Determination of specific gravity (density) 

Adulteration with water was tested for by specific gravity (SG) using a lactometer at a standardized milk temperature. The lactometer was allowed to float freely in a cylinder, containing sufficient milk sample until it reached equilibrium and readings taken below the meniscus. A SG below 1.026 kg/litre (EAC, 2006) was considered suspicious of adulteration by added water. 

Brucella Milk Ring Test (MRT) 

The MRT was performed by adding 30 μl of haemotoxylin stained Br. abortus antigen (VLA, UK), both to a volume of 1 ml and 3 ml, of whole milk that has been stored at least 24 h at 4 ˚C refrigerated after collection. The tube was rocked gently to allow for proper mixing of the antigen and the milk. The tubes were thereafter incubated at 37 ˚C for 1 hour. The test is read using a uniform light source. MRT was performed and interpreted according to protocols described by Shafee et al 2011; Gumber et al 2004; Al-Mariri et al 2011.  

Data analysis 

Data collected were entered and managed in an Epi- Info database (CDC, version 6.04). Descriptive statistics were computed for different variables. Continuous and the proportions of categorical variables were computed and compared for statistical significance by Chi-square test at a critical probability of P <0.05. 


Characteristics of the study households 

A total of 25 traditional livestock keepers and 105 smallholders’ dairy farmers participated in the questionnaire. Based on the location of the interviewees, 44.6%, 32.3% and 23.1% were classified as urban, peri-urban and rural residents, respectively. Traditional livestock keepers keep cattle for longer than small-holder dairy farmers, with an average of 19.1 (median 14) compared with 9.4 (median 9) years, respectively. Forty-percent (n=42) of the smallholders dairy farmers had more than primary education compared to 12% in the traditional sector. Two-thirds (66.6%) of the smallholder dairy farmers had at least received training in cattle management through workshop or seminars, whereas traditional farmers learned cattle management alone or from parents (P<0.001). Smallholder dairy farmers had an average herd size of six animals, with larger herds being kept under grazing than under zero-grazing conditions (P<0.001). On the other hand, traditional livestock keepers had an average herd size of 46 animals (median 30) and all were grazers.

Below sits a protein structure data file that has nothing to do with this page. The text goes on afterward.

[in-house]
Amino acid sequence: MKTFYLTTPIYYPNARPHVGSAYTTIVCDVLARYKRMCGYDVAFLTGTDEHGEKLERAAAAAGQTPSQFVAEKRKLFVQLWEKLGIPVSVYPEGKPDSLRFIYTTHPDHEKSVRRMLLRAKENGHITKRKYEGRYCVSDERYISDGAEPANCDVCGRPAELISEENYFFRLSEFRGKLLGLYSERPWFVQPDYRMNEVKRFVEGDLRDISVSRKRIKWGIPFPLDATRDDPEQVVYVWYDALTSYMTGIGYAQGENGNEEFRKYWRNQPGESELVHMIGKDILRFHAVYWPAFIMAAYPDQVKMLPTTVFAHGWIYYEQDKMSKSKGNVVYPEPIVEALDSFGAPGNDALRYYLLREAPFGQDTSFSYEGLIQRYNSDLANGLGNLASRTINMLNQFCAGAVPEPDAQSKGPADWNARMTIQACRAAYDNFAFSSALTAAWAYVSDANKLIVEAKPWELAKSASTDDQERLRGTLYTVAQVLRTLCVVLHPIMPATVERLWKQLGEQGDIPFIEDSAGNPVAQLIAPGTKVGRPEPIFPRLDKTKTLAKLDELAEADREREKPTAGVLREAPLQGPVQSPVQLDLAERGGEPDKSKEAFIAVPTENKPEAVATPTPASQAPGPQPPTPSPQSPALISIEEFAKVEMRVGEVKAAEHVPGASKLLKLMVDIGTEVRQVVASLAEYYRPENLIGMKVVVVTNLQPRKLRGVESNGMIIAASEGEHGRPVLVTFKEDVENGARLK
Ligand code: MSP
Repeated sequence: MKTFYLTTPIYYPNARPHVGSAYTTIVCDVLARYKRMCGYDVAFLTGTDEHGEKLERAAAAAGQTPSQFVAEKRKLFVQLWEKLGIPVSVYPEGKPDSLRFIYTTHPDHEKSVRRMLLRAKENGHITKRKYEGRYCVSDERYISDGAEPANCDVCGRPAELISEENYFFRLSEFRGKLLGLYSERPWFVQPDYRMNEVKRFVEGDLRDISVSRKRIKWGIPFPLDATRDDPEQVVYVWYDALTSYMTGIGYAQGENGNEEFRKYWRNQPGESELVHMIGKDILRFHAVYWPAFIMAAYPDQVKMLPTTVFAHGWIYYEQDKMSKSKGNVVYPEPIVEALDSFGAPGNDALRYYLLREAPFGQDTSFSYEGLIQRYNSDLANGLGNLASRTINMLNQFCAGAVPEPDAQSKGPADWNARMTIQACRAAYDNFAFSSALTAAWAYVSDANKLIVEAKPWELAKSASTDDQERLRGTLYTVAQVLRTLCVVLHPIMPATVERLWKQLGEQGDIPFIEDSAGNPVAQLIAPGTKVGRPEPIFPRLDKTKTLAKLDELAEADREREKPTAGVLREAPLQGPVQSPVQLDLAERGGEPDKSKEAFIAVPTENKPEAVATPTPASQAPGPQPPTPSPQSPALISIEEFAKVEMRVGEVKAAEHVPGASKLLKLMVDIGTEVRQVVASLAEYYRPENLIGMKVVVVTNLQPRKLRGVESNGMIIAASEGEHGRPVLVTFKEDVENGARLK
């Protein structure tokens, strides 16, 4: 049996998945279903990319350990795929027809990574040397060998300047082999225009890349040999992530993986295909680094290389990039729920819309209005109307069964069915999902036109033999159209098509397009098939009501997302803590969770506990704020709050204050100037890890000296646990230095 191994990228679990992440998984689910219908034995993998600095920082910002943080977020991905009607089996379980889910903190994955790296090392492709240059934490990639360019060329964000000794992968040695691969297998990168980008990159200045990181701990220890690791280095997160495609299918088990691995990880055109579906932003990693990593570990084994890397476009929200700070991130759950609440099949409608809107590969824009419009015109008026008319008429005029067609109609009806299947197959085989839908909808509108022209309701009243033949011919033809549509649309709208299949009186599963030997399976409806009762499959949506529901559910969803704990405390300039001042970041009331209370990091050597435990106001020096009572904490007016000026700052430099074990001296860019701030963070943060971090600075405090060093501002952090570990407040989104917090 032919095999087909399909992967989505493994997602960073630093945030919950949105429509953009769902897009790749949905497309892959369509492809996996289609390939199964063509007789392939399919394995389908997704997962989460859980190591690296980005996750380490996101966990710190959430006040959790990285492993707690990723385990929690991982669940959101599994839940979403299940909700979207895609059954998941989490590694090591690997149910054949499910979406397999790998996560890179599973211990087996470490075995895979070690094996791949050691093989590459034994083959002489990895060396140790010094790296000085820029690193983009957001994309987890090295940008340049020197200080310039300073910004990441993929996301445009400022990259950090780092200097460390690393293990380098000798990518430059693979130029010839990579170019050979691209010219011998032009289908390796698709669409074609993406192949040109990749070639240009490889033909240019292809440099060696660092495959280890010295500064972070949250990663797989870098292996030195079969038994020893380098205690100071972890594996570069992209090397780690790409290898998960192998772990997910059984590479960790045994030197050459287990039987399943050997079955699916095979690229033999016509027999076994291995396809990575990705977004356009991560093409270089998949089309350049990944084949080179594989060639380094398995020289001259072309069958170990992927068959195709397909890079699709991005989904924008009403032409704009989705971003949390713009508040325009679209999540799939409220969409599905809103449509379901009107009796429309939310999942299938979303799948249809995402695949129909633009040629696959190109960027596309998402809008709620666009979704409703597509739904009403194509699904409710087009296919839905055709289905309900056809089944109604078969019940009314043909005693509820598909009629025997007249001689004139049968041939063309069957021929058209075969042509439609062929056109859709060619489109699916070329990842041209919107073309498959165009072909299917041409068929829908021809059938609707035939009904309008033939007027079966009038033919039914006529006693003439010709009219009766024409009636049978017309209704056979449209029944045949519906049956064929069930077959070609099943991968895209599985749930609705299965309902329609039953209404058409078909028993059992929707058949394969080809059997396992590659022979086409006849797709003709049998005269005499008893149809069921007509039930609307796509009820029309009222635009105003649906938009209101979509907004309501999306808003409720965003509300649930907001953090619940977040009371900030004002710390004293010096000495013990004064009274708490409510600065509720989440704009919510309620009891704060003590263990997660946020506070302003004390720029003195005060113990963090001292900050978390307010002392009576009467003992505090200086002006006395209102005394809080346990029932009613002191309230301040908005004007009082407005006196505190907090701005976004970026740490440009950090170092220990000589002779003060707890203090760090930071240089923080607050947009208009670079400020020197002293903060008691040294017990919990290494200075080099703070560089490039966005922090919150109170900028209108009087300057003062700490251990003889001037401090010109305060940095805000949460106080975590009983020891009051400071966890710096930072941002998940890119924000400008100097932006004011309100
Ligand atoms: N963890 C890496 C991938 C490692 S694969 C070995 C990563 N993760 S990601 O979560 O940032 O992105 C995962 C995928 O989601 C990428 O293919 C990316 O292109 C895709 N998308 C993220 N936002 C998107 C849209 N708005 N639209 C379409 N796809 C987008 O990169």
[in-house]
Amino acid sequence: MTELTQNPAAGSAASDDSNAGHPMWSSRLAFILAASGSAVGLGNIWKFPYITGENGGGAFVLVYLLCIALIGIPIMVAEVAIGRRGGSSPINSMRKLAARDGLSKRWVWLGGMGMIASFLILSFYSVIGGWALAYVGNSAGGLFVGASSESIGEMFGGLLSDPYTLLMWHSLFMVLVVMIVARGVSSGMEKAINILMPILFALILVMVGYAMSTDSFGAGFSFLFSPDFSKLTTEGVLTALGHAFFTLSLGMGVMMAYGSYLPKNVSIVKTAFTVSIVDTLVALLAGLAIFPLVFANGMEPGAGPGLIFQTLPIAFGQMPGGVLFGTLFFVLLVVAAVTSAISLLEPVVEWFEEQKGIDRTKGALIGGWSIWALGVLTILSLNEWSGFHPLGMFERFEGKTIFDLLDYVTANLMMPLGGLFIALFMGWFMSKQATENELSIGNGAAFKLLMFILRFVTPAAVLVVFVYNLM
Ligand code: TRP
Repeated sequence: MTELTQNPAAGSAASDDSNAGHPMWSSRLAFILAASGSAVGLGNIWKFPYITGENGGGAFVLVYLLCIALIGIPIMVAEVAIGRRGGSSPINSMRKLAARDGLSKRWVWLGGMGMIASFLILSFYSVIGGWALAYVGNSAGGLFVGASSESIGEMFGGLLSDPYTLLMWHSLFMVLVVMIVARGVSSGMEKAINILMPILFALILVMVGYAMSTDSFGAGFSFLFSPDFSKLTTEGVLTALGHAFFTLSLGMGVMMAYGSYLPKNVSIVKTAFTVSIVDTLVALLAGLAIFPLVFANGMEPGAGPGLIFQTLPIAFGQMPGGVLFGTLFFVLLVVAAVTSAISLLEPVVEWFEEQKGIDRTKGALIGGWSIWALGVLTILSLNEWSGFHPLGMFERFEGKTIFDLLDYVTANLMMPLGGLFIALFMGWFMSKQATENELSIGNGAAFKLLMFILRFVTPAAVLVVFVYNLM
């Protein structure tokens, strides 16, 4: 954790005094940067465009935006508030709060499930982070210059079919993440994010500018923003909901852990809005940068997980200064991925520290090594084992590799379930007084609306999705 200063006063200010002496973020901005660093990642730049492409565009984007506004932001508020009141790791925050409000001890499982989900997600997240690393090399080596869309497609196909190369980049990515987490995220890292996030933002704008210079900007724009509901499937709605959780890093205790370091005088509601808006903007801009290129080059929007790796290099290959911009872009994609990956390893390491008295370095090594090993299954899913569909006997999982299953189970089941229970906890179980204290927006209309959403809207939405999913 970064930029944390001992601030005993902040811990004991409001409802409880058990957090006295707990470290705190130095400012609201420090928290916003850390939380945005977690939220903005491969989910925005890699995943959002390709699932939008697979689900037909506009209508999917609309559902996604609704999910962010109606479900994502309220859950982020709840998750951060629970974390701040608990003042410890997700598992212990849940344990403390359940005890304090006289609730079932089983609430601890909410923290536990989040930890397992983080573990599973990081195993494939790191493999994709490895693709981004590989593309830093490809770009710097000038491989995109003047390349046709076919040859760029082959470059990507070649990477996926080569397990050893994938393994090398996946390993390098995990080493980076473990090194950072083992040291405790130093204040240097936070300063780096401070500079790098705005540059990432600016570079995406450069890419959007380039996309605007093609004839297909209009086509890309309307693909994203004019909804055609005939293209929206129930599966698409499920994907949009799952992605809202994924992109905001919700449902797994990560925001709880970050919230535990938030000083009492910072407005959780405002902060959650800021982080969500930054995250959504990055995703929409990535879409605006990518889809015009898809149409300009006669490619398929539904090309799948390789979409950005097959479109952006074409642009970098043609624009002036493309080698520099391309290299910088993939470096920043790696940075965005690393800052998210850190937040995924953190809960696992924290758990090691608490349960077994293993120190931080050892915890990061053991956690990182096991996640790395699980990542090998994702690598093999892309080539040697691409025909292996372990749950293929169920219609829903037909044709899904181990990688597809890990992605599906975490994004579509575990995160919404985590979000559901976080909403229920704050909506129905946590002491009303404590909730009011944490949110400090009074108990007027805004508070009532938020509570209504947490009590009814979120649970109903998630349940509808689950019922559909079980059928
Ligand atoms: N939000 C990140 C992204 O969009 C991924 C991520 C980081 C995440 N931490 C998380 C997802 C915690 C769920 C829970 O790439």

Milking related practices on farm 

Milking at smallholder dairy farms is mostly done in a special crush and in some other cases in the cowshed often with concrete floor, whereas in traditional herds milking takes place in the kraal, with dirt flooring. Washing hands and cleaning the udder before milking is more common practice in smallholder dairy farms than in traditional herds. In case the udder was cleaned, this was done with water. Only a minority of smallholder dairy farms and almost none of the traditional farms cooled milk on farms. All farmers used plastic, not metal, utensils for milking and transporting milk (Table 1). Smallholder dairy farmers sell their milk more often to MCCs or to their neighbors, whereas traditional farms mainly sold their milk to middlemen, who purchased milk on farm and transported it by bicycle to Tanga city. Urban farmers sold their milk more often straight to neighbors or to restaurants and milk kiosks, whereas milk producers in peri-urban and rural areas relied more on MCCs for their market.

Table 1. Milk handling by producers in Tanga sample (n=130)


Smallholder farmers

Traditional cattle keepers


Place of milking (%)




In crush




In cowshed/ kraal




Outside kraal




Milking hygiene (Yes)




Does the milker wash hands before milking